Cross-dressing to Complement the King: Eco-iconography of the Aztec Cihuacoatl’s Costume
Author(s): Lois Martin
Co-regents led the Aztec state: the principal Tlatoani, "supreme speaker," and his second, the Cihuacoatl, "Woman Snake," also the name of a fearsome goddess. The complementary rulers reflected Aztec notions of cosmic balance between opposites: while the male king directed external military campaigns during the dry season ("the day sun"), the Cihuacoatl managed internal affairs, especially agriculture, during the rainy season, or "night sun." A ruthless and visionary individual named Tlacaelel served as Cihuacoatl to a succession of Aztec kings, and cross-dressed in the goddess’s clothes during state ceremonies. Many accounts suggest that Tlacaelel himself designed the splendid regalia, monumental settings, and extravagant spectacles that promoted the legitimacy of the royal couple. My research deconstructs the Cihuacoatl’s outfit, and shows that its carefully crafted details serve to identify the Cihuacoatl as a perfect foil to the Aztec king—not simply his gendered opposite, but also his divine complement in ecological and technological arenas, including the maize cycle—a charter for rule in Mesoamerica since the time of the Olmecs. While the king’s turquoise crown referenced a maize sprout, the Cihuacoatl’s costume—in pattern, color, and style—referred to ripe corn seed, and the opposite end of the cycle.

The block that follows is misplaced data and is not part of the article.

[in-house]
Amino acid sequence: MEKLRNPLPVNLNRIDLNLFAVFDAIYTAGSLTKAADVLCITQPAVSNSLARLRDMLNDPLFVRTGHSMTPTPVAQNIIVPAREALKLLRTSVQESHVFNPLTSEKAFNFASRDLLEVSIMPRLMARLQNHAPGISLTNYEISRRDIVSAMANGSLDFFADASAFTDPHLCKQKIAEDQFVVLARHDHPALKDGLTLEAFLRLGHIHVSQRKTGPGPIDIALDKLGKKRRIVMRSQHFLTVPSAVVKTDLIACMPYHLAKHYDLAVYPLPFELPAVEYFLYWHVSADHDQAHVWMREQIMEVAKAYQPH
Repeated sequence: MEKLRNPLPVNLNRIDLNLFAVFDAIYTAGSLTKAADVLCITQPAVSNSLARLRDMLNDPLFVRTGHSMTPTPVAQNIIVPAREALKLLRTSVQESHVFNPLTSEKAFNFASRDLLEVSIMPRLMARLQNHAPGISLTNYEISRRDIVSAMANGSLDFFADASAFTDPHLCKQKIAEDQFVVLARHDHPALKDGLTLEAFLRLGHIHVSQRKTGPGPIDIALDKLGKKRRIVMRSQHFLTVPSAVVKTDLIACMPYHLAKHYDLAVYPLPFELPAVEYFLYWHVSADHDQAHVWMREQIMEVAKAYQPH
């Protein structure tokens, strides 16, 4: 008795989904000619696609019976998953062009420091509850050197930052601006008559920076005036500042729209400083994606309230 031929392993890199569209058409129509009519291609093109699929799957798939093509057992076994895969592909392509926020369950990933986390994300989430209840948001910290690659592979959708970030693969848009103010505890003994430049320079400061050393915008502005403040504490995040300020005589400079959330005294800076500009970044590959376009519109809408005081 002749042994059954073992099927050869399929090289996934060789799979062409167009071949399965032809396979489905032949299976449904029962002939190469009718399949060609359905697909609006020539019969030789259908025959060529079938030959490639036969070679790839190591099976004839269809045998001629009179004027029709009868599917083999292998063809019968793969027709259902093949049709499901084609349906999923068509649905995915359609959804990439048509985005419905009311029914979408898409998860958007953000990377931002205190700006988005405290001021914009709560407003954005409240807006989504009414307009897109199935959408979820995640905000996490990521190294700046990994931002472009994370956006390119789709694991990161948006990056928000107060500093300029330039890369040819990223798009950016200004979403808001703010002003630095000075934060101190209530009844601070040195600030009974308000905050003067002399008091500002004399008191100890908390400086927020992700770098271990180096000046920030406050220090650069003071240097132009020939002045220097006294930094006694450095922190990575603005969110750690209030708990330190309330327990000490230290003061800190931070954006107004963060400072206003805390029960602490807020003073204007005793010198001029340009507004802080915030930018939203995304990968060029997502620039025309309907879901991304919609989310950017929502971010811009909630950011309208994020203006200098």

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Cross-dressing to Complement the King: Eco-iconography of the Aztec Cihuacoatl’s Costume. Lois Martin. Presented at The 80th Annual Meeting of the Society for American Archaeology, San Francisco, California. 2015 ( tDAR id: 396702)
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min long: -107.271; min lat: 12.383 ; max long: -86.353; max lat: 23.08 ;